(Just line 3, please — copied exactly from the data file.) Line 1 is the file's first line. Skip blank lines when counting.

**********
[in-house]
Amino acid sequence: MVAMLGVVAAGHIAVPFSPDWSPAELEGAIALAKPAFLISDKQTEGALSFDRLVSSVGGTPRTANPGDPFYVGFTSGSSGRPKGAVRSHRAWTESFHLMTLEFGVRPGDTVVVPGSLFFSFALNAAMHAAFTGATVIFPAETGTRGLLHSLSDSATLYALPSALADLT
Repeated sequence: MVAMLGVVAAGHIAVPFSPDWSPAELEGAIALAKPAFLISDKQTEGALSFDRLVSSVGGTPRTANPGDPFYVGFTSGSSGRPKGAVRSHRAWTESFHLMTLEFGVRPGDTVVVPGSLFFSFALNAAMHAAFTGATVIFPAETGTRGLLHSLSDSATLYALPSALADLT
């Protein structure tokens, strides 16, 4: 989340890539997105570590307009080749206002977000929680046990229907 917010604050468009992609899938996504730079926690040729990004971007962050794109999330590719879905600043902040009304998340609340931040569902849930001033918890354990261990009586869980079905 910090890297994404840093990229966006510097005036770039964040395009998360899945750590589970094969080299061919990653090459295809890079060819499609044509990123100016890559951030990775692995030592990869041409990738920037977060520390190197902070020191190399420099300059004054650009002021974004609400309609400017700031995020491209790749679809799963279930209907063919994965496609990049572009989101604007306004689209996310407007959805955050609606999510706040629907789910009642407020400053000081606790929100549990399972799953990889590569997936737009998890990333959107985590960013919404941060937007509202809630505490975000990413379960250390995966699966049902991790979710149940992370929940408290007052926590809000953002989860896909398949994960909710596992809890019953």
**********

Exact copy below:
Repeated sequence: MVAMLGVVAAGHIAVPFSPDWSPAELEGAIALAKPAFLISDKQTEGALSFDRLVSSVGGTPRTANPGDPFYVGFTSGSSGRPKGAVRSHRAWTESFHLMTLEFGVRPGDTVVVPGSLFFSFALNAAMHAAFTGATVIFPAETGTRGLLHSLSDSATLYALPSALADLT